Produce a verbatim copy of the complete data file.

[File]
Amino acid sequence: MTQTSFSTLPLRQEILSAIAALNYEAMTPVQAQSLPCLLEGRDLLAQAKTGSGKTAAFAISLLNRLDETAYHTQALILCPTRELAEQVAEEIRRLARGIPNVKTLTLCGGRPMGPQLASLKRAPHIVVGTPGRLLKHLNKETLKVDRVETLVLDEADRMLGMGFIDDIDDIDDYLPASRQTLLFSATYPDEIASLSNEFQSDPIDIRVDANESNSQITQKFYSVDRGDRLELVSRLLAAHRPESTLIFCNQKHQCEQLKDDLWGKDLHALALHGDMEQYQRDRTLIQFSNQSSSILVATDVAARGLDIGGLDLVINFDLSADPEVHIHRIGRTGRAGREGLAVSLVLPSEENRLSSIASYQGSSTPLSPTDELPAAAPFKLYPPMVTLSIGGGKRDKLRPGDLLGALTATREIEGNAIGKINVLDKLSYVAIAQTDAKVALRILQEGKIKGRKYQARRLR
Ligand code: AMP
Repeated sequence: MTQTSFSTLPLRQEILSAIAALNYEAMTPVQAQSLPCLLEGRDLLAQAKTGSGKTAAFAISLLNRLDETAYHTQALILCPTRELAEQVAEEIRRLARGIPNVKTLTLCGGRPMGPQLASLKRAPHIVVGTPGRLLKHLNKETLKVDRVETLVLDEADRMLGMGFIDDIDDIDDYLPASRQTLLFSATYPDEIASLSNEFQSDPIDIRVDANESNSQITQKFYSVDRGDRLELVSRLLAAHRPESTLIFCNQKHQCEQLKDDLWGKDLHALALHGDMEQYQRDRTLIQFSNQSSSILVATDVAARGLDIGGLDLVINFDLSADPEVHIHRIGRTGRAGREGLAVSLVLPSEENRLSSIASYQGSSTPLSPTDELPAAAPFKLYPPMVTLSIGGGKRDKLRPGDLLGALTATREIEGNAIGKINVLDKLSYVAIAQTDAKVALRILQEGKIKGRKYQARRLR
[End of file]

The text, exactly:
Amino acid sequence: MTQTSFSTLPLRQEILSAIAALNYEAMTPVQAQSLPCLLEGRDLLAQAKTGSGKTAAFAISLLNRLDETAYHTQALILCPTRELAEQVAEEIRRLARGIPNVKTLTLCGGRPMGPQLASLKRAPHIVVGTPGRLLKHLNKETLKVDRVETLVLDEADRMLGMGFIDDIDDIDDYLPASRQTLLFSATYPDEIASLSNEFQSDPIDIRVDANESNSQITQKFYSVDRGDRLELVSRLLAAHRPESTLIFCNQKHQCEQLKDDLWGKDLHALALHGDMEQYQRDRTLIQFSNQSSSILVATDVAARGLDIGGLDLVINFDLSADPEVHIHRIGRTGRAGREGLAVSLVLPSEENRLSSIASYQGSSTPLSPTDELPAAAPFKLYPPMVTLSIGGGKRDKLRPGDLLGALTATREIEGNAIGKINVLDKLSYVAIAQTDAKVALRILQEGKIKGRKYQARRLR
Ligand code: AMP
Repeated sequence: MTQTSFSTLPLRQEILSAIAALNYEAMTPVQAQSLPCLLEGRDLLAQAKTGSGKTAAFAISLLNRLDETAYHTQALILCPTRELAEQVAEEIRRLARGIPNVKTLTLCGGRPMGPQLASLKRAPHIVVGTPGRLLKHLNKETLKVDRVETLVLDEADRMLGMGFIDDIDDIDDYLPASRQTLLFSATYPDEIASLSNEFQSDPIDIRVDANESNSQITQKFYSVDRGDRLELVSRLLAAHRPESTLIFCNQKHQCEQLKDDLWGKDLHALALHGDMEQYQRDRTLIQFSNQSSSILVATDVAARGLDIGGLDLVINFDLSADPEVHIHRIGRTGRAGREGLAVSLVLPSEENRLSSIASYQGSSTPLSPTDELPAAAPFKLYPPMVTLSIGGGKRDKLRPGDLLGALTATREIEGNAIGKINVLDKLSYVAIAQTDAKVALRILQEGKIKGRKYQARRLR